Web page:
IDEAS home Printed from https://ideas.repec.org/
MyIDEAS: Login to save this paper or follow this series

Beyond "Manucentrism" - Some Fresh Facts about Job and Worker Flows

  • Bingley, P.
  • Eriksson, T.
  • Werwatz, A.
  • Westergard-Nielsen, N.

This paper gives a comprehensive picture of job and worker flows for the entire Danish economy. We exploit a unique central administrative register encompassing all employees of all establishments across all sectors throughout two business cycles. This enables us to broaden the focus of the previous literature about job and worker flows which has been concerned exclusively with larger establishments, especially in the manufacturing sector. We find that manufacturing has fewer flows than most other private sector industries. This is largely due to the importance of small establishments in the job and worker reallocation processes. Davis and Haltiwanger find job and worker flows to be respectively counter- and pro-cyclical. This is confirmed for Danish manufacturing and the public sector, but not for the private sector. Manufacturing flows are representative of the Danish economy as a whole only because of the large public sector.

To our knowledge, this item is not available for download. To find whether it is available, there are three options:
1. Check below under "Related research" whether another version of this item is available online.
2. Check on the provider's web page whether it is in fact available.
3. Perform a search for a similarly titled item that would be available.

Paper provided by Centre for Labour Market and Social Research, Danmark- in its series Papers with number 99-09.

as
in new window

Length: 32 pages
Date of creation: 1999
Date of revision:
Handle: RePEc:fth:clmsre:99-09
Contact details of provider: Postal: Danmark; Centre for Labour Market and Social Research. Science Park Aarhus Wieds Vej 10C, 8000 Aarhus C, Danmark
Phone: +45 8942 2350
Fax: +45 8942 2365
Web page: http://www.cls.dk/
Email:


More information through EDIRC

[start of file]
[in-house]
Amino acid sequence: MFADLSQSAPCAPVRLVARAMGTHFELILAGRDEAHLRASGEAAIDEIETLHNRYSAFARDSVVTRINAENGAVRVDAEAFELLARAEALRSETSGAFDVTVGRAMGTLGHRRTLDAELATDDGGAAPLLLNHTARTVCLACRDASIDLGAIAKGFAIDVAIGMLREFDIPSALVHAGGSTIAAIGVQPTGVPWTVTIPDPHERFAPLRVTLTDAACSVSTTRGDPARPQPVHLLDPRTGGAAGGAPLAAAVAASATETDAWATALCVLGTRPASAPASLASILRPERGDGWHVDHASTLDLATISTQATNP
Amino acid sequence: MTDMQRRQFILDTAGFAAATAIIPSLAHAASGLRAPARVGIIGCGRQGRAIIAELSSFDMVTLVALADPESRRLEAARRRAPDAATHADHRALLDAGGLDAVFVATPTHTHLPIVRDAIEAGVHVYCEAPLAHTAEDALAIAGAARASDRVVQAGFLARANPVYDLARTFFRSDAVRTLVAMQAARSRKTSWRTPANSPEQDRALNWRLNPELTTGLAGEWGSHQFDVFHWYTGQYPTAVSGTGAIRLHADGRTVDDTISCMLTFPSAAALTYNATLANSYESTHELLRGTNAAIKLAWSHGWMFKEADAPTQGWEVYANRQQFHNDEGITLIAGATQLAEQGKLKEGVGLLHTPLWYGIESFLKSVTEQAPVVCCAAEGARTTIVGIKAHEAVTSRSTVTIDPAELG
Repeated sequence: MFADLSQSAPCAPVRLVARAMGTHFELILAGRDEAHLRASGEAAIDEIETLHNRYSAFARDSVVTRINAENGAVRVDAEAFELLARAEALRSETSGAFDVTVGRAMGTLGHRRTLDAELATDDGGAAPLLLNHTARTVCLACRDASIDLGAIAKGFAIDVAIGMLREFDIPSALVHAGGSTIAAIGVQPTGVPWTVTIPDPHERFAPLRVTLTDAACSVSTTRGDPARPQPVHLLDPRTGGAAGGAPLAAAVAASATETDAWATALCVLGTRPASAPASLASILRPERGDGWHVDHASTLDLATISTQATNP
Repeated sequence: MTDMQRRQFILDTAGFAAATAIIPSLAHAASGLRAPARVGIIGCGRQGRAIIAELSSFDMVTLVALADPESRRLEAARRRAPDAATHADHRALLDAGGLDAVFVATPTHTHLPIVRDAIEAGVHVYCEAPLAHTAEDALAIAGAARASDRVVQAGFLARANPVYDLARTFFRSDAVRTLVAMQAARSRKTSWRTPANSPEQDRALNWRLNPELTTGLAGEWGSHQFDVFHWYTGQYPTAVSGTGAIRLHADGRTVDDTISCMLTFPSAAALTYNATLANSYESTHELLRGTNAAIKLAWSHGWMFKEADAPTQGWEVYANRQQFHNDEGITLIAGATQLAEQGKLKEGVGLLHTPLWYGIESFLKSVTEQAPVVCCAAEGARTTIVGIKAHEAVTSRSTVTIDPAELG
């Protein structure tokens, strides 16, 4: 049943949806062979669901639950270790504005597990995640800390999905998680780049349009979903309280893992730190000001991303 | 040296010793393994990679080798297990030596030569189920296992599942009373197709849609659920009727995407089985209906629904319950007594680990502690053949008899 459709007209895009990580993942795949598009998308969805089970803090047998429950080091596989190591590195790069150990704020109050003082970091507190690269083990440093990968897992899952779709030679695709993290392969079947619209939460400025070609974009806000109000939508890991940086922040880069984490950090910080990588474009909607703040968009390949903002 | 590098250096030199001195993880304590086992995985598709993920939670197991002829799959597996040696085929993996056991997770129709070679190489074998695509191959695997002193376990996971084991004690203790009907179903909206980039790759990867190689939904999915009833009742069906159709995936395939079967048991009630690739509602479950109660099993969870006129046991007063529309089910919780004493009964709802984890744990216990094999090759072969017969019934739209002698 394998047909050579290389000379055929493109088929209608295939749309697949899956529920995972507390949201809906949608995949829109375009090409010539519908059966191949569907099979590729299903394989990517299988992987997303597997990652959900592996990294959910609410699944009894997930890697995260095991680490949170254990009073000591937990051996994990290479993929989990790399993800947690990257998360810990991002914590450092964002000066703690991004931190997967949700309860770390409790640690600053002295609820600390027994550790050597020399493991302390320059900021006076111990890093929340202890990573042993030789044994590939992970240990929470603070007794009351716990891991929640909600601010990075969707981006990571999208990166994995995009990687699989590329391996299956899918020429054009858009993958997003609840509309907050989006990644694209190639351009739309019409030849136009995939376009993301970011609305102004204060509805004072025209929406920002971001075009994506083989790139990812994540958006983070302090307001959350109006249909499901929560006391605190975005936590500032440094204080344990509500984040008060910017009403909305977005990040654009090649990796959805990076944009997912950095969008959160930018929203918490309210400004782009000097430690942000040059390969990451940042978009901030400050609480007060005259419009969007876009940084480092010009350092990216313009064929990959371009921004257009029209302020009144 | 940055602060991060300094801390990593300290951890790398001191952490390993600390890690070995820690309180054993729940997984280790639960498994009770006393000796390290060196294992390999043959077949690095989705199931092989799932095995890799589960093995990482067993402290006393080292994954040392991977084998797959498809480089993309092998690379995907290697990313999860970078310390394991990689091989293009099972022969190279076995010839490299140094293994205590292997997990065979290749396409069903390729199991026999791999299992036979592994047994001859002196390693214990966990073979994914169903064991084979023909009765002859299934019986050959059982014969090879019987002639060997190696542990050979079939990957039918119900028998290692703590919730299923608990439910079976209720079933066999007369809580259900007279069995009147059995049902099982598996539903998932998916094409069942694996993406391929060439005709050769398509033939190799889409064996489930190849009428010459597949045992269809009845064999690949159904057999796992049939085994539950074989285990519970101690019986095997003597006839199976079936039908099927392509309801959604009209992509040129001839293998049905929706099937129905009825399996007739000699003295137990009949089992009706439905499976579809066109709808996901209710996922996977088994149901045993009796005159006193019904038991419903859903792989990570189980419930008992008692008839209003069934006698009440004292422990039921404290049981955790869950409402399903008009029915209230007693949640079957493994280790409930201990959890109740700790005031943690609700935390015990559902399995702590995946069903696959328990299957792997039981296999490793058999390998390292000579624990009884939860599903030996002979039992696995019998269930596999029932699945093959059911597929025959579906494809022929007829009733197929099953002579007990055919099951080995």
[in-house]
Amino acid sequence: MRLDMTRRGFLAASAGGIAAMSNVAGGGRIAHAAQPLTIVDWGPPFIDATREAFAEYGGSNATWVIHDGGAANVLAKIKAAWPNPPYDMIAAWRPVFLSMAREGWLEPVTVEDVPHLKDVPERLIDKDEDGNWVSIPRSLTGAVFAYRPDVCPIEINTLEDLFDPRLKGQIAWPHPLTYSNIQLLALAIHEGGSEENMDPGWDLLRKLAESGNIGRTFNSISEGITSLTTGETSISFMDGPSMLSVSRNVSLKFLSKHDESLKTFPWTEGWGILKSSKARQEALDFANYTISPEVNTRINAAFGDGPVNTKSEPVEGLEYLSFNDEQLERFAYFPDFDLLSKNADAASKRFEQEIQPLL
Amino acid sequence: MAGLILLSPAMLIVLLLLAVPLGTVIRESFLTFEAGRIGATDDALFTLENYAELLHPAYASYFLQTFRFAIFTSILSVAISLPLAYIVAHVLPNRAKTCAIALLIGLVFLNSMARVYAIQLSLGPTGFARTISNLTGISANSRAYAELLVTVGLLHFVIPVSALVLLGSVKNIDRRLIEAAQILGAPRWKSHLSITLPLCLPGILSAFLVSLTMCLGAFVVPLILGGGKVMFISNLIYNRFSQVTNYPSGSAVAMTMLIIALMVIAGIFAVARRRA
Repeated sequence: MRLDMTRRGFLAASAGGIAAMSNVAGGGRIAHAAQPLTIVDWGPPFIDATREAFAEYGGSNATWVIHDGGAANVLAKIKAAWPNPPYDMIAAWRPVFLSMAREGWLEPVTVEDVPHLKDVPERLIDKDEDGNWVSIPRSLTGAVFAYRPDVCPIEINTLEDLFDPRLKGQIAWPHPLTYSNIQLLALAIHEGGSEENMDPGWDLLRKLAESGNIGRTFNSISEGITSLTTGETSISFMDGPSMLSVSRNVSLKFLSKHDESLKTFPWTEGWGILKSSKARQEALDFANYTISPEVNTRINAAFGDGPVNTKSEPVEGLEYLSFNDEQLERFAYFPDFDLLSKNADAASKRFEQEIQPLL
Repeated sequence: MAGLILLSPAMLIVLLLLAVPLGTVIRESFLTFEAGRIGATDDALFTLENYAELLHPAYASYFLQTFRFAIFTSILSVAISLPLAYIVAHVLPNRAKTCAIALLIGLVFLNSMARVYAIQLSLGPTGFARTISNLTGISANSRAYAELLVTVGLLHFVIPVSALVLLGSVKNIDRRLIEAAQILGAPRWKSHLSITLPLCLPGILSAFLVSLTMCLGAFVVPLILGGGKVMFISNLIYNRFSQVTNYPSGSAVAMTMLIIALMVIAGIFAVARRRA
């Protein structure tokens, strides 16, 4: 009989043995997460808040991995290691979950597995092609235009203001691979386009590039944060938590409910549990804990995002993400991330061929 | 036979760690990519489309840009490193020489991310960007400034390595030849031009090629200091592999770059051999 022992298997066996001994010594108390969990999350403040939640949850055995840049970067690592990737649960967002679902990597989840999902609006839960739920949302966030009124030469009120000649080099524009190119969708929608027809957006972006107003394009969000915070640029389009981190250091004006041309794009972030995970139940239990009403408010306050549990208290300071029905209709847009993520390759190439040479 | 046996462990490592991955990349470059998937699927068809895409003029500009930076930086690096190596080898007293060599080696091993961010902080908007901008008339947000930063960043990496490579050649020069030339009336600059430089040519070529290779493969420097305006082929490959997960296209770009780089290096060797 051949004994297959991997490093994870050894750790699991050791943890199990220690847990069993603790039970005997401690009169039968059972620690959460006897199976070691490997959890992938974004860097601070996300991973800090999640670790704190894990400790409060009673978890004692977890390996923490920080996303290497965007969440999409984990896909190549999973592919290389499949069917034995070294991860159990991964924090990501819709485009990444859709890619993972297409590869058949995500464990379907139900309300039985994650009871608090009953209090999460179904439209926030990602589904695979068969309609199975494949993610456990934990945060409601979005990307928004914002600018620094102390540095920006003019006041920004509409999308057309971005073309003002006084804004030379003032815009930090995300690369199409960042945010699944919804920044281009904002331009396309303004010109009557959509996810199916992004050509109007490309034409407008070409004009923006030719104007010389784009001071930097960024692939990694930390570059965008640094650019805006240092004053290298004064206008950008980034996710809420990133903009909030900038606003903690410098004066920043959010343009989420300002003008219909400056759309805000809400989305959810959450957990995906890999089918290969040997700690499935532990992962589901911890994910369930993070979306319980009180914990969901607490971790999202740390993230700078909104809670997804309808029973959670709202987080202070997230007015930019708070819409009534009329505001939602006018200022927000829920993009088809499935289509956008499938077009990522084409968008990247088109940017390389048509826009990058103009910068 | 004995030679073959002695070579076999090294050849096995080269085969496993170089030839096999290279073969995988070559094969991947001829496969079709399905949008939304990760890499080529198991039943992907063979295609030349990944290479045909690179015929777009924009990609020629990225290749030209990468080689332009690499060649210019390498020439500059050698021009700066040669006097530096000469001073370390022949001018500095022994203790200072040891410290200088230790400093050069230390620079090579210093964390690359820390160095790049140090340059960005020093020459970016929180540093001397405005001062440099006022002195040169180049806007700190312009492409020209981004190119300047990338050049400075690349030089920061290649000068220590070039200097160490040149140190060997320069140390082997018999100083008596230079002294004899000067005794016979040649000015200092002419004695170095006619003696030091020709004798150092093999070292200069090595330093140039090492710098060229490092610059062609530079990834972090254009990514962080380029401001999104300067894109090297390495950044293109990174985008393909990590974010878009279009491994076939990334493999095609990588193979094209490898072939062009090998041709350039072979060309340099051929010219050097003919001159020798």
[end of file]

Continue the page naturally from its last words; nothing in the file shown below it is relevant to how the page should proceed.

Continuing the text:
References listed on IDEAS
Please report citation or reference errors to , or , if you are the registered author of the cited work, log in to your RePEc Author Service profile, click on "citations" and make appropriate adjustments.:

as in new window
  1. Steve J. Davis & John Haltiwanger, 1991. "Gross Job Creation, Gross Job Destruction and Employment Reallocation," NBER Working Papers 3728, National Bureau of Economic Research, Inc.
  2. Christopher L. Foote, 1998. "Trend Employment Growth And The Bunching Of Job Creation And Destruction," The Quarterly Journal of Economics, MIT Press, vol. 113(3), pages 809-834, August.
  3. John M. Abowd & Patrick Corbel & Francis Kramarz, 1999. "The Entry And Exit Of Workers And The Growth Of Employment: An Analysis Of French Establishments," The Review of Economics and Statistics, MIT Press, vol. 81(2), pages 170-187, May.
  4. Boeri, Tito, 1996. "Is Job Turnover Countercyclical?," Journal of Labor Economics, University of Chicago Press, vol. 14(4), pages 603-25, October.
Full references (including those not matched with items on IDEAS)

This item is not listed on Wikipedia, on a reading list or among the top items on IDEAS.

When requesting a correction, please mention this item's handle: RePEc:fth:clmsre:99-09. See general information about how to correct material in RePEc.

For technical questions regarding this item, or to correct its authors, title, abstract, bibliographic or download information, contact: (Thomas Krichel)

If you have authored this item and are not yet registered with RePEc, we encourage you to do it here. This allows to link your profile to this item. It also allows you to accept potential citations to this item that we are uncertain about.

If references are entirely missing, you can add them using this form.

If the full references list an item that is present in RePEc, but the system did not link to it, you can help with this form.

If you know of missing items citing this one, you can help us creating those links by adding the relevant references in the same way as above, for each refering item. If you are a registered author of this item, you may also want to check the "citations" tab in your profile, as there may be some citations waiting for confirmation.

Please note that corrections may take a couple of weeks to filter through the various RePEc services.

This information is provided to you by IDEAS at the Research Division of the Federal Reserve Bank of St. Louis using RePEc data.